Disaster preparedness planning important for nonprofits

October 15, 2013

Disaster preparedness planning important for nonprofits

Disasters can strike anywhere, anytime and any business model. Just as for-profit organizations need disaster plans, so do nonprofits.Since most threats to nonprofits are the same as those that affect businesses, it is important they consider similar types of disaster coverage.

Nonprofit insurance options
Insurance companies that specialize in working with nonprofits can help establish appropriate coverage for successful risk management in the event of a disaster or accident. Risks can be weather-related, such as flood or hurricane damage, or associated with legal liabilities from automobile accidents. When reviewing possible insurance options, organizations should be aware of how much they can afford to lose due to a single disaster and insure accordingly. Consultation and planning ahead can ensure that nonprofits are prepared for the financial windfalls of unpredictable accidents and disasters.

Keeping things going
Especially for struggling nonprofits, which may have little or no reserves, it's important to know what activities are critical to keeping the doors open. If a nonprofit has building damage due to a weather incident, it should determine if any employees can work from home.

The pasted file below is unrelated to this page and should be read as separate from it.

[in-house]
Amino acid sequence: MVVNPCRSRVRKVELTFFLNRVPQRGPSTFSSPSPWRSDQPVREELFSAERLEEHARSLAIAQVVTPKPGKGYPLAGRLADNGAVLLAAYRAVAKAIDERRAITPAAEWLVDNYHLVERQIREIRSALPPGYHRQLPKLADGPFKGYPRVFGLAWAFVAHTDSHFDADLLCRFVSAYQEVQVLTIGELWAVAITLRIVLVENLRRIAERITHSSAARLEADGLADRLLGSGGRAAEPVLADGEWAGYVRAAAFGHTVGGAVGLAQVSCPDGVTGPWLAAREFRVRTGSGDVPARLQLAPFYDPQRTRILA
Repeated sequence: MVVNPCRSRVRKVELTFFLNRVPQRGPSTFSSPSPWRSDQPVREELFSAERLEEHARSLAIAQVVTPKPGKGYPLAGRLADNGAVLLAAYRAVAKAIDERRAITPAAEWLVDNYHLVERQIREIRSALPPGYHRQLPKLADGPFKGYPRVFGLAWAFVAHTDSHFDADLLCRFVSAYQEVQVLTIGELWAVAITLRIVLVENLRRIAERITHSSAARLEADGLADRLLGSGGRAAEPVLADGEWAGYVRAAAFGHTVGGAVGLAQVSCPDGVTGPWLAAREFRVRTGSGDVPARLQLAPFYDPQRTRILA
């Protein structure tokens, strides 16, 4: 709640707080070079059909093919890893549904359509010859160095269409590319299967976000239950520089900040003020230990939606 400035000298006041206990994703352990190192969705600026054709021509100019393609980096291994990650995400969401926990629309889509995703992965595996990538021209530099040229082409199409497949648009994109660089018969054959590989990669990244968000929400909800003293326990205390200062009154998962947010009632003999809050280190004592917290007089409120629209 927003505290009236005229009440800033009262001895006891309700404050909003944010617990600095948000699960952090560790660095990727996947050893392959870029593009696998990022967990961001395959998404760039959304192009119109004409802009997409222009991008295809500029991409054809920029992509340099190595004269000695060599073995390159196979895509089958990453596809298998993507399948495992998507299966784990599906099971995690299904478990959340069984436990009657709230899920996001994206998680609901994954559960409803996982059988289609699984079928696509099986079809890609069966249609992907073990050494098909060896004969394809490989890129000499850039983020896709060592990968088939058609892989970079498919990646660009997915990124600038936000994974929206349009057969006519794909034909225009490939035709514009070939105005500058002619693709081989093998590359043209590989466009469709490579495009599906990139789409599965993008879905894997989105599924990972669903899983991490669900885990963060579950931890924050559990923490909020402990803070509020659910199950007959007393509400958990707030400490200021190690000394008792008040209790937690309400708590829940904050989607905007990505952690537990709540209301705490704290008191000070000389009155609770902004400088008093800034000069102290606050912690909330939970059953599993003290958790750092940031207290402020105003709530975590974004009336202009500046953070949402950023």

Many employees may be more than willing and able to complete a large portion of their responsibilities while telecommuting. This can help maintain basic operations while physical cleanup is underway. Before a disaster strikes, determine what tasks employees can complete without coming into the office and discuss how they would fit into a disaster-recovery plan for the organization. When disaster does strike, employees should be able to continue working again the next day.

What will it cost?
According to the U.S. Small Business Administration, organizations should also have some idea of what a disaster will cost outside of property damage.

"Calculate the cost of business interruptions for one week, one month and six months," Carol Chastan wrote on the SBA's blog. "Once you've done that, you'll be able investigate insurance options or build a cash reserve that will allow your company to function during the post-disaster recovery phase."

While the cost of business interruptions to for-profits will revolve more around the loss of sales and revenue, nonprofits should also consider that fundraising efforts and the availability of volunteers could change following a disaster. These types of losses are harder to forecast than those associated with for-profit business models, but even a rough estimate is better than no idea at all.

Content presented by First Nonprofit Companies, the leading provider of state unemployment insurance solutions for 501(c)(3) nonprofit employers.


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